Is DigitalGlobe the Perfect Stock?
Every investor would love to stumble upon the perfect stock. But will you ever really find a stock that provides everything you could possibly want?
One thing's for sure: You'll never discover truly great investments unless you actively look for them. Let's discuss the ideal qualities of a perfect stock, then decide if DigitalGlobe (NYS: DGI) fits the bill.
The quest for perfection
Stocks that look great based on one factor may prove horrible elsewhere, making due diligence a crucial part of your investing research. The best stocks excel in many different areas, including these important factors:
- Growth. Expanding businesses show healthy revenue growth. While past growth is no guarantee that revenue will keep rising, it's certainly a better sign than a stagnant top line.
- Margins. Higher sales mean nothing if a company can't produce profits from them. Strong margins ensure that company can turn revenue into profit.
- Balance sheet. At debt-laden companies, banks and bondholders compete with shareholders for management's attention. Companies with strong balance sheets don't have to worry about the distraction of debt.
- Money-making opportunities. Return on equity helps measure how well a company is finding opportunities to turn its resources into profitable business endeavors.
- Valuation. You can't afford to pay too much for even the best companies. By using normalized figures, you can see how a stock's simple earnings multiple fits into a longer-term context.
- Dividends. For tangible proof of profits, a check to shareholders every three months can't be beat. Companies with solid dividends and strong commitments to increasing payouts treat shareholders well.
With those factors in mind, let's take a closer look at DigitalGlobe.
What We Want to See
Pass or Fail?
|Growth||5-Year Annual Revenue Growth > 15%||27.9%||Pass|
|1-Year Revenue Growth > 12%||6.6%||Fail|
|Margins||Gross Margin > 35%||85.2%||Pass|
|Net Margin > 15%||0.3%||Fail|
|Balance Sheet||Debt to Equity < 50%||68.1%||Fail|
|Current Ratio > 1.3||2.85||Pass|
|Opportunities||Return on Equity > 15%||0.2%||Fail|
|Valuation||Normalized P/E < 20||240.14||Fail|
|Dividends||Current Yield > 2%||0%||Fail|
|5-Year Dividend Growth > 10%||0%||Fail|
|Total Score||3 out of 10|
Source: S&P Capital IQ. Total score = number of passes.
With only 3 points, DigitalGlobe isn't getting investors where they want to go. The satellite-imagery company gained note when surveillance pictures helped the U.S. military find Osama bin Laden, but slowing growth has many shareholders concerned about the company's future.
DigitalGlobe provides satellite images for both military and commercial purposes. Known for working with Google (NAS: GOOG) on its Google Maps and Google Earth products, DigitalGlobe moved on to make agreements with companies including Nokia (NYS: NOK) and Oracle (NAS: ORCL) . Late last year, the company announced a deal with China Mobile (NYS: CHL) to supply imagery for smartphone navigation to the Chinese telecom. But DigitalGlobe relies on its defense and intelligence segment for nearly 80% of its revenue.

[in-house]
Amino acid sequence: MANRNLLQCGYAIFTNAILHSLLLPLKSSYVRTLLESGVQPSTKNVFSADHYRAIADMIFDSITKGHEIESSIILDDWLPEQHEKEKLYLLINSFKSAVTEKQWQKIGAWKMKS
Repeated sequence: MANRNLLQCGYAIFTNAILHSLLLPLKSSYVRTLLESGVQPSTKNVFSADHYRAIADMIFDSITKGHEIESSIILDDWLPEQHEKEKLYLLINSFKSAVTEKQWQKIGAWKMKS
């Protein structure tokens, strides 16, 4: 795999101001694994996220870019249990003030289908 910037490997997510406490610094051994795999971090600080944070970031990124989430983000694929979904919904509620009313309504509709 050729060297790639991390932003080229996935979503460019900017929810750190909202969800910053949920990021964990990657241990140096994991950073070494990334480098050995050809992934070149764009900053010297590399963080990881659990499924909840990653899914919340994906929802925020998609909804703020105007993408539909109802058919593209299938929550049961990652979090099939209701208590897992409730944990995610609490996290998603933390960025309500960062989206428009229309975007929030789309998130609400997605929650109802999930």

The latest quarter has been a tough one for the industry. Both DigitalGlobe and archrival GeoEye (NAS: GEOY) missed earnings estimates, although DigitalGlobe at least managed to give investors a more favorable future outlook than GeoEye did.
Going forward, the main question for both DigitalGlobe and GeoEye is how they can continue to improve their products to keep government and commercial customers interested. Any company that relies on defense-related spending is cowering in fear of potential budget cuts, but DigitalGlobe's intelligence specialty is an essential component for national security. If it can advance to higher-resolution imagery, then DigitalGlobe could get a lot closer to perfection in the years ahead.
No stock is a sure thing, but some stocks are a lot closer to perfect than others. By looking for the perfect stock, you'll go a long way toward improving your investing prowess and learning how to separate out the best investments from the rest.
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Finding the perfect stock is only one piece of a successful investment strategy. Get the big picture by taking a look at our13 Steps to Investing Foolishly.
At the time this article was published Fool contributorDan Caplingerdoesn't own shares of the companies mentioned. The Motley Fool owns shares of Google, Oracle, and China Mobile.Motley Fool newsletter serviceshave recommended buying shares of GeoEye, Google, and China Mobile. We Fools don't all hold the same opinions, but we all believe that considering a diverse range of insights makes us better investors. The Fool has adisclosure policy.
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